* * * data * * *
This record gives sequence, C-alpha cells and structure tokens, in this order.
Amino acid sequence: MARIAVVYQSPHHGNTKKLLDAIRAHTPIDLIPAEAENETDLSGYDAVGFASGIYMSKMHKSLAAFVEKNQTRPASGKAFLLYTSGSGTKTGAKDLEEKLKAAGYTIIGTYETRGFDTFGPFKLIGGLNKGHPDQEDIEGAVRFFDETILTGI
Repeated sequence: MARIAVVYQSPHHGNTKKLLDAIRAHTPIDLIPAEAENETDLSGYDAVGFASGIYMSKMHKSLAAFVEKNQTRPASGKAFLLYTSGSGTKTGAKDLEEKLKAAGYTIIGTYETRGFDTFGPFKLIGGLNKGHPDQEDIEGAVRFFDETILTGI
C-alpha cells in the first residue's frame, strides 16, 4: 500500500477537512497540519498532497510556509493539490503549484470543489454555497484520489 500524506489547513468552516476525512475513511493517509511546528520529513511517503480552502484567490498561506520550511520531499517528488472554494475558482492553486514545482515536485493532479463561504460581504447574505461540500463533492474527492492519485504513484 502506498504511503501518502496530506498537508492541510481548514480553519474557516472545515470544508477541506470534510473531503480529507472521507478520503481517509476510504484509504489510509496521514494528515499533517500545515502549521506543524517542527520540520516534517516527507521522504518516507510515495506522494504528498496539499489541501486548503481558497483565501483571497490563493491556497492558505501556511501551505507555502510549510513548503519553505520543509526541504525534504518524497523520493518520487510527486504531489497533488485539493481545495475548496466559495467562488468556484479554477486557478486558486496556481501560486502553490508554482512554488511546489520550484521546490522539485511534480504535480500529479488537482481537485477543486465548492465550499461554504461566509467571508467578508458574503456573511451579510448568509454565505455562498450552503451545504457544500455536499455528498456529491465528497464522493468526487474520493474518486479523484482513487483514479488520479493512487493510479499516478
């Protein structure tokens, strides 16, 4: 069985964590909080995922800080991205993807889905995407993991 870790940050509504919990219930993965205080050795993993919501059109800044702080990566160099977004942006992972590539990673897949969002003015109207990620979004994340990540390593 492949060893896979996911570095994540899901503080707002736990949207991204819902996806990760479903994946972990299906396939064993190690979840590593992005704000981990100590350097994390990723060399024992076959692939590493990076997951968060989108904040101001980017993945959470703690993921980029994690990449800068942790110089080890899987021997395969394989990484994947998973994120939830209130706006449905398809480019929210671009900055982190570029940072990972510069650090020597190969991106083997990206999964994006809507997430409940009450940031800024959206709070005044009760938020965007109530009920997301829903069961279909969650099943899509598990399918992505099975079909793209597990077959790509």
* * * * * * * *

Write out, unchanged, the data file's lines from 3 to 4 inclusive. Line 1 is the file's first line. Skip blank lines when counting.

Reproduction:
Repeated sequence: MARIAVVYQSPHHGNTKKLLDAIRAHTPIDLIPAEAENETDLSGYDAVGFASGIYMSKMHKSLAAFVEKNQTRPASGKAFLLYTSGSGTKTGAKDLEEKLKAAGYTIIGTYETRGFDTFGPFKLIGGLNKGHPDQEDIEGAVRFFDETILTGI
C-alpha cells in the first residue's frame, strides 16, 4: 500500500477537512497540519498532497510556509493539490503549484470543489454555497484520489 500524506489547513468552516476525512475513511493517509511546528520529513511517503480552502484567490498561506520550511520531499517528488472554494475558482492553486514545482515536485493532479463561504460581504447574505461540500463533492474527492492519485504513484 502506498504511503501518502496530506498537508492541510481548514480553519474557516472545515470544508477541506470534510473531503480529507472521507478520503481517509476510504484509504489510509496521514494528515499533517500545515502549521506543524517542527520540520516534517516527507521522504518516507510515495506522494504528498496539499489541501486548503481558497483565501483571497490563493491556497492558505501556511501551505507555502510549510513548503519553505520543509526541504525534504518524497523520493518520487510527486504531489497533488485539493481545495475548496466559495467562488468556484479554477486557478486558486496556481501560486502553490508554482512554488511546489520550484521546490522539485511534480504535480500529479488537482481537485477543486465548492465550499461554504461566509467571508467578508458574503456573511451579510448568509454565505455562498450552503451545504457544500455536499455528498456529491465528497464522493468526487474520493474518486479523484482513487483514479488520479493512487493510479499516478